Have you ever had an “out-of-body” experience (OBE)? An OBE is considered a state where your center of awareness is located outside of your physical body, along with the sensation of seeing the environment from an elevated position. Current neuroscientific models of OBE suggest failure in integration of visual, somatosensory, and yes, vestibular input.
Recently, Lopez and Elziere (2018) completed a prospective study to describe the otoneurological, neuropsychological, and phenomenological correlates of OBE in a sample of 210 patients and matched controls. They reported a significantly higher prevalence of dizziness in persons with OBE. They suggest that a combination of perceptual incoherence evoked by vestibular dysfunction with psychological factors (depersonalization, depression) and neurological factors (migraine) underlie OBE.
Lopez and Elziere. (2018) Out-of-body experience in vestibular disorders-A prospective study of 210 patients with dizziness Cortex. 104:193–206.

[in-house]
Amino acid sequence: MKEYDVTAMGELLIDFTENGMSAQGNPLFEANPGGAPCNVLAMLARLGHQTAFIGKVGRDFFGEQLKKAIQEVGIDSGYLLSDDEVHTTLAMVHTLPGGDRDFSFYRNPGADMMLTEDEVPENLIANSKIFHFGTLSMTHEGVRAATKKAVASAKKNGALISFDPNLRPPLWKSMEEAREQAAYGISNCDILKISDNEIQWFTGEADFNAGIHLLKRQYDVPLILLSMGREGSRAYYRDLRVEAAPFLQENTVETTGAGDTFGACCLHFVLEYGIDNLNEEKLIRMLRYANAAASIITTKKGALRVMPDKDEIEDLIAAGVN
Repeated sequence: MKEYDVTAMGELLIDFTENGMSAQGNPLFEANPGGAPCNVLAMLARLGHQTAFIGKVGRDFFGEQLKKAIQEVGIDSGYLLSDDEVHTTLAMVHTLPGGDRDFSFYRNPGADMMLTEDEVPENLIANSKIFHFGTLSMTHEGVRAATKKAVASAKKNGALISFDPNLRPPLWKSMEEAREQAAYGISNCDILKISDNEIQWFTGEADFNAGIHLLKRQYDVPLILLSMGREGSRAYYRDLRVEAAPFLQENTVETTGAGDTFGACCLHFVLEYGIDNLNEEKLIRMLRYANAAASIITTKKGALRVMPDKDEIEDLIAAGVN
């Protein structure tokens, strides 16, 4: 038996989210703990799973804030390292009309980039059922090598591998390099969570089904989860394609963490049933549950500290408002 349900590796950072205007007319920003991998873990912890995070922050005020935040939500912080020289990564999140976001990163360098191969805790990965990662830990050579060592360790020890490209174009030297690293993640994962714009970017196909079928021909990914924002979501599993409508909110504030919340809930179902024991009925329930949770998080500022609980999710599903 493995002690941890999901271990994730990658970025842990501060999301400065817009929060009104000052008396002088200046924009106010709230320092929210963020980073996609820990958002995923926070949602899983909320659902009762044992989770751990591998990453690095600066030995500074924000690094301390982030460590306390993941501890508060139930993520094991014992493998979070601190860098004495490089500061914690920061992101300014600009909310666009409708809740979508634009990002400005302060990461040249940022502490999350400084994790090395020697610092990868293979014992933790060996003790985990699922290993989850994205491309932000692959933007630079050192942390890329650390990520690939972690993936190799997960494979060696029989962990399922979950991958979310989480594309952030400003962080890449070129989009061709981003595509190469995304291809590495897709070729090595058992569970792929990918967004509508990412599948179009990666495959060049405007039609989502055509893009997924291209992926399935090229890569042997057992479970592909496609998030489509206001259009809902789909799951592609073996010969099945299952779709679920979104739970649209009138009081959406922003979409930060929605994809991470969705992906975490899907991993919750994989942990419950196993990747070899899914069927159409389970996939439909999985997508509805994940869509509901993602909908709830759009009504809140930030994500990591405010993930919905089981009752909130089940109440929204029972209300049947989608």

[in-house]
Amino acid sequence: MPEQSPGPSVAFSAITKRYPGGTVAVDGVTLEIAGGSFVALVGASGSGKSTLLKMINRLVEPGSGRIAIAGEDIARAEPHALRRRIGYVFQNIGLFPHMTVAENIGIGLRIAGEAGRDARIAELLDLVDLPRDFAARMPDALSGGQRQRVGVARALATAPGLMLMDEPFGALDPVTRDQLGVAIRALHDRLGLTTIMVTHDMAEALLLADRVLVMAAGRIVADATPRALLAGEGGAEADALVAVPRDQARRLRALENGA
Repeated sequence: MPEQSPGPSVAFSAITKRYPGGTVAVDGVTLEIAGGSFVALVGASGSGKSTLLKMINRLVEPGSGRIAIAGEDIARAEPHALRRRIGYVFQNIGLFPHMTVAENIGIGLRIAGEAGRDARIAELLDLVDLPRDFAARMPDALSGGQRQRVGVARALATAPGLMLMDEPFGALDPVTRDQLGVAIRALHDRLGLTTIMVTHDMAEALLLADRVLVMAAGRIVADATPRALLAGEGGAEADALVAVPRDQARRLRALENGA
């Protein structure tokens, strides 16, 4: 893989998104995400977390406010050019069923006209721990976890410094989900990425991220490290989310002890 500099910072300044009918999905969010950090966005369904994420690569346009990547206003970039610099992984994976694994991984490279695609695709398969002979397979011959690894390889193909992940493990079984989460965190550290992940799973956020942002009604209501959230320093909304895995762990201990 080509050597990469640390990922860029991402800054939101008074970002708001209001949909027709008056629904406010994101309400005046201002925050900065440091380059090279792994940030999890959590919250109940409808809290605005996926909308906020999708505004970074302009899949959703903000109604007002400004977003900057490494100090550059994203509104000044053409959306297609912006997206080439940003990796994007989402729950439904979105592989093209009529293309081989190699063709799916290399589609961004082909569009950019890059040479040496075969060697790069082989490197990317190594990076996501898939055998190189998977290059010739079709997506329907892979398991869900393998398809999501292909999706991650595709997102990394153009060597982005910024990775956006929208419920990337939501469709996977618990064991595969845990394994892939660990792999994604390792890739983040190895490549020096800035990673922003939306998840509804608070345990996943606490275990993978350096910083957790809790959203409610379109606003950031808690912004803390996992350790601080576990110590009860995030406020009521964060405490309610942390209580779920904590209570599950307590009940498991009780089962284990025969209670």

“Huh?” is used in at least 31 languages around the world! A version of the word can be found in nearly every language on Earth (Dingemanse et al, 2013). This research concluded that all languages studied included a word similar, in both sound and function, to the English “huh?” Regardless of language, the word is…
If you have a dog or cat, you’ve probably seen their ears moving toward an interesting or startling sound. For professional equestrians, watching the ears of their horse allows them to gauge their shifting attention. Humans still have these same muscles, and even more interesting is their relationship to our brain and how we pay attention. …
Tai Chi is not just for increasing balance; it may also help improve cognitive performance. In a recent randomized controlled trial, study participants who practiced a form of Tai Chi twice a week for six months improved their scores on the Montreal Cognitive Assessment (MoCA) when compared to a control group (Fuzhong et al, 2023)….